Make strategic use of your CCA

by Scott Taylor

My column last month about how to tax-plan when you buy or lease a truck triggered some great phone calls from owner/operators.

A few had to do with Capital Cost Allowance, or CCA. That’s where you’re allowed to deduct a calculated portion of the truck’s expense over a period of years as the vehicle depreciates.

Canada Revenue Agency (CRA) recognizes various categories of depreciable property in your business and has assigned rates for each class. There are rules about prorating CCA, recapturing CCA when you dispose of property, how much you can claim in the year you acquire the asset, etc. The information is pretty easy to find and your accountant can help you with the details.

One owner/operator who does his own books called me to confirm that trucks can be depreciated at 20% for the first year and 40% after that. I darned near fell outta my chair. Yes, those are the CCA rates and have been since 1991.

This guy’s been using 20-year-old information to calculate his depreciation. And I bet he thinks he’s saving money by not having an accountant review his books and file his tax return.

Flexible claim amounts
Another guy who recently got back into the owner/operator game told me he was advised to lease his truck rather than buy it because it’s better for tax purposes. The rationale is that lease payments are expensed as you pay them and are consistent over the term of the lease.

Now, I agree that purchases can cause fluctuations among your actual payments and what you’re able to expense. But there’s a fix for this.
CCA rates are maximums. You don’t have to claim the full amount in any given year. You can claim any amount of CCA from zero to the maximum allowed for the year.

If those rates create a CCA claim amount that, when added to your interest expense each year, produce a total expense that’s greater than your payments, all you have to do is roll back the CCA amount to make them equal. Any CCA delayed in one year just helps create a larger amount in the next year. You’ll avoid those swings in your income as you can basically match your expense deduction to your payments.

This strategy gives you the best of both worlds: a consistent expense write-off during the life of your financing, and the flexibility to claim more or less expense than your payments. The calculations aren’t perfect but they’re pretty close.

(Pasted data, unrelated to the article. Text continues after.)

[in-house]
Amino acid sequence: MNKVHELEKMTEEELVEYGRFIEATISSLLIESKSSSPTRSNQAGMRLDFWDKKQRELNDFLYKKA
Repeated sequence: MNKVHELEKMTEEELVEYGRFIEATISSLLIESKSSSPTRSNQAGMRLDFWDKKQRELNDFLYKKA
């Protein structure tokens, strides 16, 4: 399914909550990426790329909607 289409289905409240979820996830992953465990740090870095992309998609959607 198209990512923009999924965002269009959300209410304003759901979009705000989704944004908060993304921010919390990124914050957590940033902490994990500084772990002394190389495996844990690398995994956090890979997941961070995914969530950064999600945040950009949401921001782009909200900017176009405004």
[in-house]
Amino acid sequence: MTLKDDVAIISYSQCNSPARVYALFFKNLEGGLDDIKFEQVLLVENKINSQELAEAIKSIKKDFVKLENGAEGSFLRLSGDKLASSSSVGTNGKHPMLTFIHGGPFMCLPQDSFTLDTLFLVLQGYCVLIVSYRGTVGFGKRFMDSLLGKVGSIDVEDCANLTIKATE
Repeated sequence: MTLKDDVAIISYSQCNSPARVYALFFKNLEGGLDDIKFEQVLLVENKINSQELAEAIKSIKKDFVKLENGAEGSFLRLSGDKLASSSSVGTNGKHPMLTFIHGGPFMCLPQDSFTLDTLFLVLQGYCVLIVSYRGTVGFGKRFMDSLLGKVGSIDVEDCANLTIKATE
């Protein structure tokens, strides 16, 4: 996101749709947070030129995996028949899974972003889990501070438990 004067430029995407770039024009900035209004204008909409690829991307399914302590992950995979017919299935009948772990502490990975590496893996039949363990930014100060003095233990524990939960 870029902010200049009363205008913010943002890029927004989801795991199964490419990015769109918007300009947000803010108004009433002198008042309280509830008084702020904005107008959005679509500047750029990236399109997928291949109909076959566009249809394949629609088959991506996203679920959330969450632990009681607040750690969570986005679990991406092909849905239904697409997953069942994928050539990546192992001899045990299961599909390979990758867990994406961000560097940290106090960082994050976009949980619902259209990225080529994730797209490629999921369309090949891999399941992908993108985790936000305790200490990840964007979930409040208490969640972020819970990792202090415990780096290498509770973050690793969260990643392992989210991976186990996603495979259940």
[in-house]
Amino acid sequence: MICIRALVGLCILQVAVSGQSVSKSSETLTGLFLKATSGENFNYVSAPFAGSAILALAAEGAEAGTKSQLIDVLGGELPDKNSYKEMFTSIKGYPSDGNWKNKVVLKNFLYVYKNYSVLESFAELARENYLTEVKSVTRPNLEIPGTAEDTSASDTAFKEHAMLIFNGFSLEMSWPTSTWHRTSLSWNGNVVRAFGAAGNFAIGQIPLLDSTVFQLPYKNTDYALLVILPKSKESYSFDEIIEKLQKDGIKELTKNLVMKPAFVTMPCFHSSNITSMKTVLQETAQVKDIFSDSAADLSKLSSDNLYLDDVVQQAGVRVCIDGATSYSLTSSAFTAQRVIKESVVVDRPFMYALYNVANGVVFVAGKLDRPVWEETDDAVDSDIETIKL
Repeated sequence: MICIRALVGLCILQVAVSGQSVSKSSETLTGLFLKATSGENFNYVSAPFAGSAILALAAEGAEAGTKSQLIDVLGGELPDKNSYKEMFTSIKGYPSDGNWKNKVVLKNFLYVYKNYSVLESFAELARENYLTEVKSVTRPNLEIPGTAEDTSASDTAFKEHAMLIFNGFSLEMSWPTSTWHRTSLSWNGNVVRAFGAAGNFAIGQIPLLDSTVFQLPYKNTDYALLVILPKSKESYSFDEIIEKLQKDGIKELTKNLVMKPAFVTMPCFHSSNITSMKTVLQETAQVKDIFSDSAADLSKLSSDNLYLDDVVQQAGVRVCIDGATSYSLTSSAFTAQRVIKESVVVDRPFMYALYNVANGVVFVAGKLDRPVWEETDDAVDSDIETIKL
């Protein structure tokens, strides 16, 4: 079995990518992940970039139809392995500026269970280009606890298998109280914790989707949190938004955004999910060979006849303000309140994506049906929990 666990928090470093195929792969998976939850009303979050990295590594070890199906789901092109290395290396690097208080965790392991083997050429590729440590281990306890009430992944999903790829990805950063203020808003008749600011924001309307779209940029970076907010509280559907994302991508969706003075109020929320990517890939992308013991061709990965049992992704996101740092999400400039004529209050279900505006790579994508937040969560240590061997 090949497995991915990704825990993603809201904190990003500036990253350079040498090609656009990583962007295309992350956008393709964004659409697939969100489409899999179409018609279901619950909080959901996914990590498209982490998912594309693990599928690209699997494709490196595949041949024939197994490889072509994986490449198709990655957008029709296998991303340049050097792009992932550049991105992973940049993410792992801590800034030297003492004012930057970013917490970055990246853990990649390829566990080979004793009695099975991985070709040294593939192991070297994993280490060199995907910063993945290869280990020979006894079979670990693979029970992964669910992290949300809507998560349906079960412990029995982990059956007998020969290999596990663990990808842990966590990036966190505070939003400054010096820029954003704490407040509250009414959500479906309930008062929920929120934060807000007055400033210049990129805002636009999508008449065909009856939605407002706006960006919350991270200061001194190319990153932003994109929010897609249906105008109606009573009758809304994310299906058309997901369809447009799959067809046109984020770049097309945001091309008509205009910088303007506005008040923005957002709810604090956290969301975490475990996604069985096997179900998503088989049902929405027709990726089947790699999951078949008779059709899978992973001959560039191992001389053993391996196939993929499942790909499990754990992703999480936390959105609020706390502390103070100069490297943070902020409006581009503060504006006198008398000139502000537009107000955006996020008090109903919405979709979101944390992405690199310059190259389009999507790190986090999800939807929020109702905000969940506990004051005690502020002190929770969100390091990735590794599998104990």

If you have a really bad year and are showing a loss, you can’t reduce your lease payment expense but you can reduce your CCA claim to make your net income look better.

Also, if you have extra income on your tax return (say, from an RRSP withdrawal), you can increase your CCA claim to lower your business income to put you into a lower tax bracket.

There’s no one-size-fits-all answer. In my almost 25 years in this business, time and time again purchase financing typically gives an owner/operator more flexibility in good times and bad. Finance companies that are more willing to re-negotiate loan payments and early payout penalties seem to be less so when it comes to leases.

Shop for credit life and disability
One thing you’ll confront when you negotiate a purchase or lease is the push for credit life and credit disability insurance.

This type of insurance can help protect your family and heirs from your loan obligation in case you die or get sick or hurt. The amount of the premium is based on the size of the loan or lease, and the lender will bundle the premiums with your payment.

Sounds convenient, but getting insurance through the dealer can cost thousands more compared to what another insurer may have offered.

The dealership makes a commission on selling you the insurance. It also charges the entire premium cost of the coverage to the front end of the finance contract, elevating the amount of interest you’ll pay. It’s a nice arrangement for the dealer, since he’s paid based on your interest charges.

We’ve been able to help clients shop around for this type of insurance. One owner/operator in particular saved $126.40 a month on his overall payment – more than $6,000 on the term of his 48-month financing. That’s the total savings on the premium itself plus the savings on the interest charged in the financing.

It’s a great reminder that the price of the truck is just part of its overall cost. Whether you’re reviewing your payment or your depreciation, talk to your accountant about how to make sure that cost is one you can manage. 

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